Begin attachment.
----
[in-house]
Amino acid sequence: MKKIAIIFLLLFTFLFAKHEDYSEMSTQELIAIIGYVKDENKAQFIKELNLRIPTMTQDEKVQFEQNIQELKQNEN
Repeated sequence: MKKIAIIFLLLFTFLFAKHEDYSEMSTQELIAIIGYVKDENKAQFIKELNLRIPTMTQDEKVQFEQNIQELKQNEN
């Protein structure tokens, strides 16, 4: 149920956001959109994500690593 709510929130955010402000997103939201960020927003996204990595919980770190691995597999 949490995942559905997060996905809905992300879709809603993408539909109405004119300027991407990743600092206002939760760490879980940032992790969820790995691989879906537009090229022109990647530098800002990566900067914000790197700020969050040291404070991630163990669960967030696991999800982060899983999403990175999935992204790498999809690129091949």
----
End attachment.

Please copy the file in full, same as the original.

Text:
[in-house]
Amino acid sequence: MKKIAIIFLLLFTFLFAKHEDYSEMSTQELIAIIGYVKDENKAQFIKELNLRIPTMTQDEKVQFEQNIQELKQNEN
Repeated sequence: MKKIAIIFLLLFTFLFAKHEDYSEMSTQELIAIIGYVKDENKAQFIKELNLRIPTMTQDEKVQFEQNIQELKQNEN
């Protein structure tokens, strides 16, 4: 149920956001959109994500690593 709510929130955010402000997103939201960020927003996204990595919980770190691995597999 949490995942559905997060996905809905992300879709809603993408539909109405004119300027991407990743600092206002939760760490879980940032992790969820790995691989879906537009090229022109990647530098800002990566900067914000790197700020969050040291404070991630163990669960967030696991999800982060899983999403990175999935992204790498999809690129091949």